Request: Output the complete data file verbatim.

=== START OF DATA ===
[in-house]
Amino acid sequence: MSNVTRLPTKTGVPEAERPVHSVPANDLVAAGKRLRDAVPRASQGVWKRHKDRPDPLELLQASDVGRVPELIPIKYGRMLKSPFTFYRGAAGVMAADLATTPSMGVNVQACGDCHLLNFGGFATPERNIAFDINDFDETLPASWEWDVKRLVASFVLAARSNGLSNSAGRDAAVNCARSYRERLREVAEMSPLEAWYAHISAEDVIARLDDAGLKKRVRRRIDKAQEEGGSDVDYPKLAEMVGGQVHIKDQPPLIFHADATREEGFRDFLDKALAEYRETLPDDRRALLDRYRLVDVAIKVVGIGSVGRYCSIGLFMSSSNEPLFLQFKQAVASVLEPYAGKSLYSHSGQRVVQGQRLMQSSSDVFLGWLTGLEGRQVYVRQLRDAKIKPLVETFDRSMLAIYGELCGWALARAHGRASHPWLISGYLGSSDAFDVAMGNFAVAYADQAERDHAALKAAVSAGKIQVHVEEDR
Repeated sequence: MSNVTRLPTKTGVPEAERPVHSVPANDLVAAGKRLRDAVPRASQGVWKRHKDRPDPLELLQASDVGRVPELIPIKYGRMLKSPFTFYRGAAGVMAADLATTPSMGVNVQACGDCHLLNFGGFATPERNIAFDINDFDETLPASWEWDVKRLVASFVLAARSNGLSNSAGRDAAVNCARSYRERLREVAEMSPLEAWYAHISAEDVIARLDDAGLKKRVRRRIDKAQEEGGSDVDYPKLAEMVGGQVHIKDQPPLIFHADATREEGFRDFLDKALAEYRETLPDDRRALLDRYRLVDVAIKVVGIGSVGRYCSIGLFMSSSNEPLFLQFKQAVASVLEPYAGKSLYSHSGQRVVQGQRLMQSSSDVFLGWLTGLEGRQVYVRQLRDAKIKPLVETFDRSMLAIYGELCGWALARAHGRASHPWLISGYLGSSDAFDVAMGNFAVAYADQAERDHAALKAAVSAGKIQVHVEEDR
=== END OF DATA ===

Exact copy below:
[in-house]
Amino acid sequence: MSNVTRLPTKTGVPEAERPVHSVPANDLVAAGKRLRDAVPRASQGVWKRHKDRPDPLELLQASDVGRVPELIPIKYGRMLKSPFTFYRGAAGVMAADLATTPSMGVNVQACGDCHLLNFGGFATPERNIAFDINDFDETLPASWEWDVKRLVASFVLAARSNGLSNSAGRDAAVNCARSYRERLREVAEMSPLEAWYAHISAEDVIARLDDAGLKKRVRRRIDKAQEEGGSDVDYPKLAEMVGGQVHIKDQPPLIFHADATREEGFRDFLDKALAEYRETLPDDRRALLDRYRLVDVAIKVVGIGSVGRYCSIGLFMSSSNEPLFLQFKQAVASVLEPYAGKSLYSHSGQRVVQGQRLMQSSSDVFLGWLTGLEGRQVYVRQLRDAKIKPLVETFDRSMLAIYGELCGWALARAHGRASHPWLISGYLGSSDAFDVAMGNFAVAYADQAERDHAALKAAVSAGKIQVHVEEDR
Repeated sequence: MSNVTRLPTKTGVPEAERPVHSVPANDLVAAGKRLRDAVPRASQGVWKRHKDRPDPLELLQASDVGRVPELIPIKYGRMLKSPFTFYRGAAGVMAADLATTPSMGVNVQACGDCHLLNFGGFATPERNIAFDINDFDETLPASWEWDVKRLVASFVLAARSNGLSNSAGRDAAVNCARSYRERLREVAEMSPLEAWYAHISAEDVIARLDDAGLKKRVRRRIDKAQEEGGSDVDYPKLAEMVGGQVHIKDQPPLIFHADATREEGFRDFLDKALAEYRETLPDDRRALLDRYRLVDVAIKVVGIGSVGRYCSIGLFMSSSNEPLFLQFKQAVASVLEPYAGKSLYSHSGQRVVQGQRLMQSSSDVFLGWLTGLEGRQVYVRQLRDAKIKPLVETFDRSMLAIYGELCGWALARAHGRASHPWLISGYLGSSDAFDVAMGNFAVAYADQAERDHAALKAAVSAGKIQVHVEEDR